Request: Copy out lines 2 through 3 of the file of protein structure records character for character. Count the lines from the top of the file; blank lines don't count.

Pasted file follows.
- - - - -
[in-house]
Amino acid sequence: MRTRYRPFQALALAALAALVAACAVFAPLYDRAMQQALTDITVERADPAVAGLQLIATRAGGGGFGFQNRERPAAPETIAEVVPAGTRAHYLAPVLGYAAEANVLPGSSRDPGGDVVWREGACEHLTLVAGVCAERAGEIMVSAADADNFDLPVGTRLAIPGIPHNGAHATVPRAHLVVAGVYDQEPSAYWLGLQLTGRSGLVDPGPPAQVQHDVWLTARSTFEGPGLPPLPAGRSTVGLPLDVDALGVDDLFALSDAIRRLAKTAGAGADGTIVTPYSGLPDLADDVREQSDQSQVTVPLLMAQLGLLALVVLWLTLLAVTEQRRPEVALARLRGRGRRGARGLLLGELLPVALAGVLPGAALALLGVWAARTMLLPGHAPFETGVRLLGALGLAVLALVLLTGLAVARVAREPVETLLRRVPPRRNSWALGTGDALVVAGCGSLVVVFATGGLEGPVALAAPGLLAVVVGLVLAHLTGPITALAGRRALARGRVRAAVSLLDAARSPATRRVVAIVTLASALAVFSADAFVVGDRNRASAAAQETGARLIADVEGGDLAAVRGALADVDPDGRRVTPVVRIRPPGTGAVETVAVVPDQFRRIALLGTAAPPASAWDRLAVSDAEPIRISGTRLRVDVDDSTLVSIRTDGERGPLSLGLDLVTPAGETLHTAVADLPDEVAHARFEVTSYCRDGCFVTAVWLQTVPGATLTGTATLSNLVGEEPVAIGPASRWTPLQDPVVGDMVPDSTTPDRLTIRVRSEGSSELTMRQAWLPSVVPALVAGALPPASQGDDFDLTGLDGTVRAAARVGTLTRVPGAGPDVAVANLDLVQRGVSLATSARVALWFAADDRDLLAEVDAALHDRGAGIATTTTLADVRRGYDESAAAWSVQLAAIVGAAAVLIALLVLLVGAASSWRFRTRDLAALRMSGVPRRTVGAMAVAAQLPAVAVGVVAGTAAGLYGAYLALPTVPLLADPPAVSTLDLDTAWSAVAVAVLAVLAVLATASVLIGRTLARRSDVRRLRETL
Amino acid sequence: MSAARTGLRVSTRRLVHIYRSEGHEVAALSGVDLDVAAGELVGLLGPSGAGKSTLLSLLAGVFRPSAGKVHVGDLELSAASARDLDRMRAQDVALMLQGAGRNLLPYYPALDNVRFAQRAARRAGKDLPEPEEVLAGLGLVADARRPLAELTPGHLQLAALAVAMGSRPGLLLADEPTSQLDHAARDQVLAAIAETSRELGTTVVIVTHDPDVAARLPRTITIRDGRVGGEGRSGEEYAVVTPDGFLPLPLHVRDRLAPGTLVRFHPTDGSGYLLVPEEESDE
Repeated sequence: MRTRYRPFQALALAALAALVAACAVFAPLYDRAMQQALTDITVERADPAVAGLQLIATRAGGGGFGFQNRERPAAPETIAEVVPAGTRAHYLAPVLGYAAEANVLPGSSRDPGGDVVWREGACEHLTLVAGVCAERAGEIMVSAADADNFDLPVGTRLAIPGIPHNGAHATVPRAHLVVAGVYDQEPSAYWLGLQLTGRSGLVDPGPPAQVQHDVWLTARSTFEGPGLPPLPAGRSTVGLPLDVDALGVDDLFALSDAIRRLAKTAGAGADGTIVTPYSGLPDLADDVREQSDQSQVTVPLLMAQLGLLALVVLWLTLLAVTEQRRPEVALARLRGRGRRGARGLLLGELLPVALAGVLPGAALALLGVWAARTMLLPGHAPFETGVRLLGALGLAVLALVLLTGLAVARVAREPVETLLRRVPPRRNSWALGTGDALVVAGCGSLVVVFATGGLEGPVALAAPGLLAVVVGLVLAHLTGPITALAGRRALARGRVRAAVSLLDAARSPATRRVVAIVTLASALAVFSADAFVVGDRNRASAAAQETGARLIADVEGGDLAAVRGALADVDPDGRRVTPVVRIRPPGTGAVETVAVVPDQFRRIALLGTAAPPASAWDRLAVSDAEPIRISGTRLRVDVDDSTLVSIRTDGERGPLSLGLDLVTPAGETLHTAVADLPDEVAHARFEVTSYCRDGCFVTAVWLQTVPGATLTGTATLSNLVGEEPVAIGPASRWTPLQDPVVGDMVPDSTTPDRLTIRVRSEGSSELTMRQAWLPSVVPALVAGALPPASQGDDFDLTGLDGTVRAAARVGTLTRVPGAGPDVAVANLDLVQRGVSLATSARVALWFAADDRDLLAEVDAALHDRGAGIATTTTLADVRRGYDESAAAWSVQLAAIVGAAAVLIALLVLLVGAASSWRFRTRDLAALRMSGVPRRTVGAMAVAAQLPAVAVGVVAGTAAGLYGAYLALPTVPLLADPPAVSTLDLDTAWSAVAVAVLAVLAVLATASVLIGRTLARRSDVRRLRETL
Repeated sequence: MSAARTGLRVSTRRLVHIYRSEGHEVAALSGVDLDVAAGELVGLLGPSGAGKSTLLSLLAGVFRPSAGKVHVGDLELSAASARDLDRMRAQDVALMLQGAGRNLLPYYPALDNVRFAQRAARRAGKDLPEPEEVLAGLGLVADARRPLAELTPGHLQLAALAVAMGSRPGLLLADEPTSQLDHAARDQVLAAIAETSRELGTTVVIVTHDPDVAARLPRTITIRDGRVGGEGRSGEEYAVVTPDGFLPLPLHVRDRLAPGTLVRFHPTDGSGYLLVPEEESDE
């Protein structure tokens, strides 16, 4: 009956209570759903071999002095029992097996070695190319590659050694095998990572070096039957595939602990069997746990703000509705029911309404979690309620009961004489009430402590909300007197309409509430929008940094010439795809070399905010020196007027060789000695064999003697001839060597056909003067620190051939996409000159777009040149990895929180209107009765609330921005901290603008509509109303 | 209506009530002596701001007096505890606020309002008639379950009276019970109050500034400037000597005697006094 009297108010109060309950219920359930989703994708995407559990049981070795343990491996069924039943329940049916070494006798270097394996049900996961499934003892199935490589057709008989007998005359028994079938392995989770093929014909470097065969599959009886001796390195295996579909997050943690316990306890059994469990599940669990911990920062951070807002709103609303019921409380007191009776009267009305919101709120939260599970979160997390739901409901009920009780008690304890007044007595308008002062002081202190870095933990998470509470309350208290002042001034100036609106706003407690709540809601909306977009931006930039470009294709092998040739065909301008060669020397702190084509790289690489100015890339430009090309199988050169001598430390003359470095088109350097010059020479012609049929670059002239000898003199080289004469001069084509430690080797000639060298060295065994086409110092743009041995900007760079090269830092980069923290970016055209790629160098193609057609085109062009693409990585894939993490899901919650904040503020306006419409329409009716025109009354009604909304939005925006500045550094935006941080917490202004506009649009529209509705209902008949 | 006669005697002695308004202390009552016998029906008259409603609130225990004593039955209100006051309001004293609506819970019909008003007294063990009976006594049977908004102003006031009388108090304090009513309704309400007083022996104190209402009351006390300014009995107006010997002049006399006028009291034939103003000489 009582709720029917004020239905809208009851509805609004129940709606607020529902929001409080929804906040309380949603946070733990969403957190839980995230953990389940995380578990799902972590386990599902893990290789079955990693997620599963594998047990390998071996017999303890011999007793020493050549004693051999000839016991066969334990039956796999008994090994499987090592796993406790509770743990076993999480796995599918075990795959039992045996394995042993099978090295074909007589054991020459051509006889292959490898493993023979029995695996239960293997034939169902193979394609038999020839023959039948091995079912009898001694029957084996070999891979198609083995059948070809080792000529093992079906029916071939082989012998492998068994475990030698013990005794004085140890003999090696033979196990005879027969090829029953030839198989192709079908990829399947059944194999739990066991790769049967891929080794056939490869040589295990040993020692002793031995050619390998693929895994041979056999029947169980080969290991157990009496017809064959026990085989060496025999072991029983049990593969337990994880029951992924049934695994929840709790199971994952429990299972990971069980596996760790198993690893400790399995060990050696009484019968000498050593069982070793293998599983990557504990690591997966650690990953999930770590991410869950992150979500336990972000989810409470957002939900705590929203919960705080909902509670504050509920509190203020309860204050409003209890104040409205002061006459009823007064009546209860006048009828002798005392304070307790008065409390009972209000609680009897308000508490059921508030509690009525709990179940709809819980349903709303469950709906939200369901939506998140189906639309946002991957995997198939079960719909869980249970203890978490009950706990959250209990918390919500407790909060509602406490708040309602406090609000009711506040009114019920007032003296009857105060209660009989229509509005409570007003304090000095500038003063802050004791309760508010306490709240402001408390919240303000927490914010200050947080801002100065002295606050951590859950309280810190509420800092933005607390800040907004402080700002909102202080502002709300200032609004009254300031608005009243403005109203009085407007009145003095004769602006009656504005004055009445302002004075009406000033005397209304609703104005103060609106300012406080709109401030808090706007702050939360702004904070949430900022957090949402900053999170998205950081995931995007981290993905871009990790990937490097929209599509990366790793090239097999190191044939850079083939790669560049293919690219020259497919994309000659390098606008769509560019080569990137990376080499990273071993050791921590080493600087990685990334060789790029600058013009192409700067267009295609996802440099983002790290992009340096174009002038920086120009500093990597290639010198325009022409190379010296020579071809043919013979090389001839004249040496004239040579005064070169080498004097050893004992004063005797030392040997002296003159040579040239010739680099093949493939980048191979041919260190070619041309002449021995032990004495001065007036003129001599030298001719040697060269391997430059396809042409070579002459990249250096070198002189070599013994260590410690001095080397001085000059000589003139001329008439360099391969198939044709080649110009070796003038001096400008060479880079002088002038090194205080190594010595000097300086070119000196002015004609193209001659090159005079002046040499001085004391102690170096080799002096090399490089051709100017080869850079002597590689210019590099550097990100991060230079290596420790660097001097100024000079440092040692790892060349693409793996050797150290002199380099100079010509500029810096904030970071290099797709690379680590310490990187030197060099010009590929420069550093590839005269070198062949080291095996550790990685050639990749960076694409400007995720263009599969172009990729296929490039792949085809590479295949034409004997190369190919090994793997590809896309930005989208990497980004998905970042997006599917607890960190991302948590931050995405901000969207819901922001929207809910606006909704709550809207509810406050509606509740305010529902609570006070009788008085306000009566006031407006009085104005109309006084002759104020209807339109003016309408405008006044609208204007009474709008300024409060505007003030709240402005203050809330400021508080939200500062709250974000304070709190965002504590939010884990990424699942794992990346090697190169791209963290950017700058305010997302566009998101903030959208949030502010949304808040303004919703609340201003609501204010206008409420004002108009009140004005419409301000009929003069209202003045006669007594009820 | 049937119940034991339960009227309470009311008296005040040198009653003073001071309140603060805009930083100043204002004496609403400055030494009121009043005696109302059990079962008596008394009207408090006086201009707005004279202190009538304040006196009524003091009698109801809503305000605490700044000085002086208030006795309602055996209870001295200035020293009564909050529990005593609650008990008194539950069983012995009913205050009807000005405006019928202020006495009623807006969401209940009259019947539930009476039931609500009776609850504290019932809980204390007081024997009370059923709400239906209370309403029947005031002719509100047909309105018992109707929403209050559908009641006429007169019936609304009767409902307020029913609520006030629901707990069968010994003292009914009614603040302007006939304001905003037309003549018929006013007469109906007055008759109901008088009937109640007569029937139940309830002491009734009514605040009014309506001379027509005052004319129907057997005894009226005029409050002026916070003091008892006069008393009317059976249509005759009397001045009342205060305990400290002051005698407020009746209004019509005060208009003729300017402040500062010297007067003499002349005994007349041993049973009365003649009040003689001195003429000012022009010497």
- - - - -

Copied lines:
Amino acid sequence: MRTRYRPFQALALAALAALVAACAVFAPLYDRAMQQALTDITVERADPAVAGLQLIATRAGGGGFGFQNRERPAAPETIAEVVPAGTRAHYLAPVLGYAAEANVLPGSSRDPGGDVVWREGACEHLTLVAGVCAERAGEIMVSAADADNFDLPVGTRLAIPGIPHNGAHATVPRAHLVVAGVYDQEPSAYWLGLQLTGRSGLVDPGPPAQVQHDVWLTARSTFEGPGLPPLPAGRSTVGLPLDVDALGVDDLFALSDAIRRLAKTAGAGADGTIVTPYSGLPDLADDVREQSDQSQVTVPLLMAQLGLLALVVLWLTLLAVTEQRRPEVALARLRGRGRRGARGLLLGELLPVALAGVLPGAALALLGVWAARTMLLPGHAPFETGVRLLGALGLAVLALVLLTGLAVARVAREPVETLLRRVPPRRNSWALGTGDALVVAGCGSLVVVFATGGLEGPVALAAPGLLAVVVGLVLAHLTGPITALAGRRALARGRVRAAVSLLDAARSPATRRVVAIVTLASALAVFSADAFVVGDRNRASAAAQETGARLIADVEGGDLAAVRGALADVDPDGRRVTPVVRIRPPGTGAVETVAVVPDQFRRIALLGTAAPPASAWDRLAVSDAEPIRISGTRLRVDVDDSTLVSIRTDGERGPLSLGLDLVTPAGETLHTAVADLPDEVAHARFEVTSYCRDGCFVTAVWLQTVPGATLTGTATLSNLVGEEPVAIGPASRWTPLQDPVVGDMVPDSTTPDRLTIRVRSEGSSELTMRQAWLPSVVPALVAGALPPASQGDDFDLTGLDGTVRAAARVGTLTRVPGAGPDVAVANLDLVQRGVSLATSARVALWFAADDRDLLAEVDAALHDRGAGIATTTTLADVRRGYDESAAAWSVQLAAIVGAAAVLIALLVLLVGAASSWRFRTRDLAALRMSGVPRRTVGAMAVAAQLPAVAVGVVAGTAAGLYGAYLALPTVPLLADPPAVSTLDLDTAWSAVAVAVLAVLAVLATASVLIGRTLARRSDVRRLRETL
Amino acid sequence: MSAARTGLRVSTRRLVHIYRSEGHEVAALSGVDLDVAAGELVGLLGPSGAGKSTLLSLLAGVFRPSAGKVHVGDLELSAASARDLDRMRAQDVALMLQGAGRNLLPYYPALDNVRFAQRAARRAGKDLPEPEEVLAGLGLVADARRPLAELTPGHLQLAALAVAMGSRPGLLLADEPTSQLDHAARDQVLAAIAETSRELGTTVVIVTHDPDVAARLPRTITIRDGRVGGEGRSGEEYAVVTPDGFLPLPLHVRDRLAPGTLVRFHPTDGSGYLLVPEEESDE